Prepare to blast off on a deep dive into the fascinating world of Methylene Blue and Nitric Oxide on the next episode of Pod of Inquiry when I interview Beth Shirley—one of the true experts! Buckle up as we explore the cutting-edge science behind these intriguing molecules and their potential impact on human health and beyond.

In this episode, you’ll discover:

  • The surprising history and uses of Methylene Blue: From its humble beginnings as a dye to its potential as a treatment for everything from Alzheimer’s to COVID-19, we’ll uncover the multifaceted nature of this versatile molecule.
  • Nitric Oxide: The molecule that keeps you going: Unravel the secrets of this master molecule, essential for everything from blood flow to brain function, and delve into its complex relationship with Methylene Blue.
  • Don’t miss out on this captivating exploration of cutting-edge science! Share the excitement with your fellow spelunkers and spread the word about Pod of Inquiry’s upcoming episode.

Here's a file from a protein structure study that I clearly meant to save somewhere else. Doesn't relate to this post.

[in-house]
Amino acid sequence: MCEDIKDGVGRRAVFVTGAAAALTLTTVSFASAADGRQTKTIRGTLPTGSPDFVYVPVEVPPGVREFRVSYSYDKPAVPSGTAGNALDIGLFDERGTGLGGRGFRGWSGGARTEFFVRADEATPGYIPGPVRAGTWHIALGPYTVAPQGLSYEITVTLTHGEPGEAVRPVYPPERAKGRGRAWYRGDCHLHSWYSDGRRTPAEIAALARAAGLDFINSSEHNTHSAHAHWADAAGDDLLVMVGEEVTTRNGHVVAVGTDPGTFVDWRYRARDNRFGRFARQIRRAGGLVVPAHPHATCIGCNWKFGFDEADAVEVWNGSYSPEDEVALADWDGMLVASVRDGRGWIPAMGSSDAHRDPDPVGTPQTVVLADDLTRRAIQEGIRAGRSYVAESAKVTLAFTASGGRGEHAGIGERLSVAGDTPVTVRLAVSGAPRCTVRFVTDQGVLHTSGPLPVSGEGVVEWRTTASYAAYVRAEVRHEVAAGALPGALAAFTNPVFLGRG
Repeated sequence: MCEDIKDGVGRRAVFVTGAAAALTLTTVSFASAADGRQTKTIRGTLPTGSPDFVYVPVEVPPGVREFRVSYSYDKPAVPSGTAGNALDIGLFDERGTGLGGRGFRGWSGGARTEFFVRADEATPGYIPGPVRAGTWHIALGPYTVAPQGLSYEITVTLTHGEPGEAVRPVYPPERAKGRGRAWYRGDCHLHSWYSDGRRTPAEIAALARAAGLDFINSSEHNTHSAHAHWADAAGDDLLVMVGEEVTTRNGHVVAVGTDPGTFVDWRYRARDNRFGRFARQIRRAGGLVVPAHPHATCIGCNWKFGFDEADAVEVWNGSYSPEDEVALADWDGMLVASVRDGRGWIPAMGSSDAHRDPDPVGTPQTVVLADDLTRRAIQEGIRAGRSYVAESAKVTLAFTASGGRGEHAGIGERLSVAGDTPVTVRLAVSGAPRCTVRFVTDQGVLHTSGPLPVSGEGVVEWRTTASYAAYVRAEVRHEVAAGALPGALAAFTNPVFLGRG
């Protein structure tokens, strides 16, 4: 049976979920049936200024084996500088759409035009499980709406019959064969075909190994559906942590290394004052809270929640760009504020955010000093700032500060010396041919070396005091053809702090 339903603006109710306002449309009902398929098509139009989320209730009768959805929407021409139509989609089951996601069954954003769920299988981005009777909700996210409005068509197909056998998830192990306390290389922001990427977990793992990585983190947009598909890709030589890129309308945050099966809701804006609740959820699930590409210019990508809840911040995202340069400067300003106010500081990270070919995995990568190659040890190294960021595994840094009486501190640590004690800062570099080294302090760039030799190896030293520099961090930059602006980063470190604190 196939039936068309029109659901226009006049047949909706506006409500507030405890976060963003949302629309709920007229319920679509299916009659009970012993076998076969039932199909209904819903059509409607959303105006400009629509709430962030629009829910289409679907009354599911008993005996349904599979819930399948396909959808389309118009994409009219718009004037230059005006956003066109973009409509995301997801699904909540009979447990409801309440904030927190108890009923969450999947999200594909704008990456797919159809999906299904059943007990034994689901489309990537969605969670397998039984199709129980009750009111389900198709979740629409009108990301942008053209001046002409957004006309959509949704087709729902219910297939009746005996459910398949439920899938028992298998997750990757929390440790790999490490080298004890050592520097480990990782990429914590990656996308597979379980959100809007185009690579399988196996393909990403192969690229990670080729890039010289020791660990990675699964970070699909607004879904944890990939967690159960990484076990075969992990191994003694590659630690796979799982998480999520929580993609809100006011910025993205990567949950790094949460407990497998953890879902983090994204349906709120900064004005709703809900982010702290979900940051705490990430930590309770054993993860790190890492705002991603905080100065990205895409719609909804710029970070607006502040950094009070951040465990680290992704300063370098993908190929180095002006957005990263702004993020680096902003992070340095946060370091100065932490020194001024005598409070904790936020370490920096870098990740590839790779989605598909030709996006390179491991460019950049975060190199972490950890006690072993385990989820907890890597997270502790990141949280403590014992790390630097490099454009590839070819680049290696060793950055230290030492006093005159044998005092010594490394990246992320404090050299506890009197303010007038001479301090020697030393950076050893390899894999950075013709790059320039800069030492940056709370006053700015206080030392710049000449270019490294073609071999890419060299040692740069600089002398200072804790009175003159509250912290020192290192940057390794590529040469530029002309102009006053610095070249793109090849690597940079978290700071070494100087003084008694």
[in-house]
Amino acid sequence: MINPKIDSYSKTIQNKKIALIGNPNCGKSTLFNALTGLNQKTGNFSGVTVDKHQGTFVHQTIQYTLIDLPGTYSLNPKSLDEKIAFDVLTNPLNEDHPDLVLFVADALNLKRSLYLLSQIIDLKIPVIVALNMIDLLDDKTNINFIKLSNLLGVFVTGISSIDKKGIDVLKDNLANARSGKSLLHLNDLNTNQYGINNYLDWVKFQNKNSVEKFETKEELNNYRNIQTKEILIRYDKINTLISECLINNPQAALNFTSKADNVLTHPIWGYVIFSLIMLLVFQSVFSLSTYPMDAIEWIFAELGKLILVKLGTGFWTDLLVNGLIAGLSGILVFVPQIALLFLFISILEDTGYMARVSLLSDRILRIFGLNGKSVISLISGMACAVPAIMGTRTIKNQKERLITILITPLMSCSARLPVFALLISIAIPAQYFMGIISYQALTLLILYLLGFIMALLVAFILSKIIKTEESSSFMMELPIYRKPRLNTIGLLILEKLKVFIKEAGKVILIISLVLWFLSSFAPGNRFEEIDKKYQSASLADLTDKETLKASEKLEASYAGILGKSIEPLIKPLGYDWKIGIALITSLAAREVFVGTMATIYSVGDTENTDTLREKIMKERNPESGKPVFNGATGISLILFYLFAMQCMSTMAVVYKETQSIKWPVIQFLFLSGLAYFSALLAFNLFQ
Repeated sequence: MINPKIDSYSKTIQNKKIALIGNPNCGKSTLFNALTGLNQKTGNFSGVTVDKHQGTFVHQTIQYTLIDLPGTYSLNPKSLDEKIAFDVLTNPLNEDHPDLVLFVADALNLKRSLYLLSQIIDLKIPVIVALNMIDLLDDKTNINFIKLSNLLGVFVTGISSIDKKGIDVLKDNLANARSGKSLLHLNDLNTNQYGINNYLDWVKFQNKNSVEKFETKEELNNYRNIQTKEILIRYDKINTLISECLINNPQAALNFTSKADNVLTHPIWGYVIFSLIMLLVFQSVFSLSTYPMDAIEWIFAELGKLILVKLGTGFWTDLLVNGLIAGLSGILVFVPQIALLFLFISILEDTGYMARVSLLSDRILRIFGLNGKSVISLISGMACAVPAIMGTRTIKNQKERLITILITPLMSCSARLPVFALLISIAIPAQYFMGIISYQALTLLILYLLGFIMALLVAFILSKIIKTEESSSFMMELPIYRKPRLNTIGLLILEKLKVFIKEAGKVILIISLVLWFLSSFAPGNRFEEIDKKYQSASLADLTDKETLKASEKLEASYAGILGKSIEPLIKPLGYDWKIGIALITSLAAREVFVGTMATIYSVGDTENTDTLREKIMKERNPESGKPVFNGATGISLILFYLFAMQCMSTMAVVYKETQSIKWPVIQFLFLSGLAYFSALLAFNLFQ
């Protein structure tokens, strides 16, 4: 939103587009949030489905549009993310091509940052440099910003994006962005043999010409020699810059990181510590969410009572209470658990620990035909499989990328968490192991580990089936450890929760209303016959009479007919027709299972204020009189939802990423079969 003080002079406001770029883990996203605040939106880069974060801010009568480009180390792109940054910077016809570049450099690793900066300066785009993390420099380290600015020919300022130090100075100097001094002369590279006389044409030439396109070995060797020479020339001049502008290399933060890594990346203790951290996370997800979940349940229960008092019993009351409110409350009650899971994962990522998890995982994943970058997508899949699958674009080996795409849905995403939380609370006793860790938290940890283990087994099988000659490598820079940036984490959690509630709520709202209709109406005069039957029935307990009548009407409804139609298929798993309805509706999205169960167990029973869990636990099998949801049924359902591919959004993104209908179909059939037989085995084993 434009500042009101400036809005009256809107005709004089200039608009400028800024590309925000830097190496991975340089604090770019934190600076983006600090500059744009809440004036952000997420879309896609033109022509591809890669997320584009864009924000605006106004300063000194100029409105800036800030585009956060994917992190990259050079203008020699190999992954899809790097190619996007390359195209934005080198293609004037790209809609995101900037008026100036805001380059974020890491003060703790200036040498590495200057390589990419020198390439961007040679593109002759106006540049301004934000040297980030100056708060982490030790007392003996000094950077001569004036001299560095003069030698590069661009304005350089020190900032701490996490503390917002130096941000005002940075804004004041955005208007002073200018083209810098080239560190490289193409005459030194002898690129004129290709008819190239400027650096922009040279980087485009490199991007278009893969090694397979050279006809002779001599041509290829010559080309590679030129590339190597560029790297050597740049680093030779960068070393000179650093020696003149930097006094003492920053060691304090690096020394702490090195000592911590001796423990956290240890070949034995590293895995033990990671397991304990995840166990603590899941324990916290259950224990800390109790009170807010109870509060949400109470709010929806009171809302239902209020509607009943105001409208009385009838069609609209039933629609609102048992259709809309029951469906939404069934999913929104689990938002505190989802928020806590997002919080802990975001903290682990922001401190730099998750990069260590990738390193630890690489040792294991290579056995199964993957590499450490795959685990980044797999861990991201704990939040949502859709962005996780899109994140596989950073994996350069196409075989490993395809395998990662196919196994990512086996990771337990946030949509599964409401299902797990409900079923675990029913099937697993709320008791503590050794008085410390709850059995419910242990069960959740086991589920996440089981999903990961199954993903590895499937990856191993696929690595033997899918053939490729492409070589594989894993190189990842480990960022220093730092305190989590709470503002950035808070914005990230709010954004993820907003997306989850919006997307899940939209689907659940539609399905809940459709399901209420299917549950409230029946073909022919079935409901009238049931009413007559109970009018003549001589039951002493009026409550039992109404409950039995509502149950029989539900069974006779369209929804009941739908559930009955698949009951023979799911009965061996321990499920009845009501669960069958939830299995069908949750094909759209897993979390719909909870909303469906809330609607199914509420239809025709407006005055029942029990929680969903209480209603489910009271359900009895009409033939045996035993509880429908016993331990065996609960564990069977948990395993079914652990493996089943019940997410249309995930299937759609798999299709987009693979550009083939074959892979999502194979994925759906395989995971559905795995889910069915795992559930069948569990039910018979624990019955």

We can’t wait to dive into the fascinating world of Methylene Blue and Nitric Oxide with you!

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Show Notes from this episode

White paper: Methylene Blue and Nitric Oxide — Beth Shirley, RPh CCN (January 2023)

Beth Shirley, RPh CCN is a Registered Pharmacist and Certified Clinical Nutritionist who has developed unique expertise as both a pharmacist and certified clinical nutritionist during a distinguished 40+ year career. She has been a pioneer at the cutting edge of the evolution of what has now come to be known as “Integrative Pharmacy” …the junction between traditional pharmacy and the clinical use of nutritional supplementation.

Since 2009, Beth has worked in close collaboration with some of the world’s leading thought leaders in the field of nitric oxide research. Through this, she has developed an in- depth knowledge on the topic and its potential beneficial applications in multiple aspects of patient care. In addition, she has worked closely with the scientific community and cutting-edge companies working on innovative nutritional ingredients and approaches to their use for a variety of life’s challenges.

Dr. Barrett 00:31 Introduction of Beth Shirley

Beth Shirley 03:01

Well, we can call it the magic bullet. Yeah. Paul Ehrlich. Right. Coined. Yeah. 1886

Dr. Barrett 03:09

Was it was used as a dye right before they started…

Beth Shirley 03:22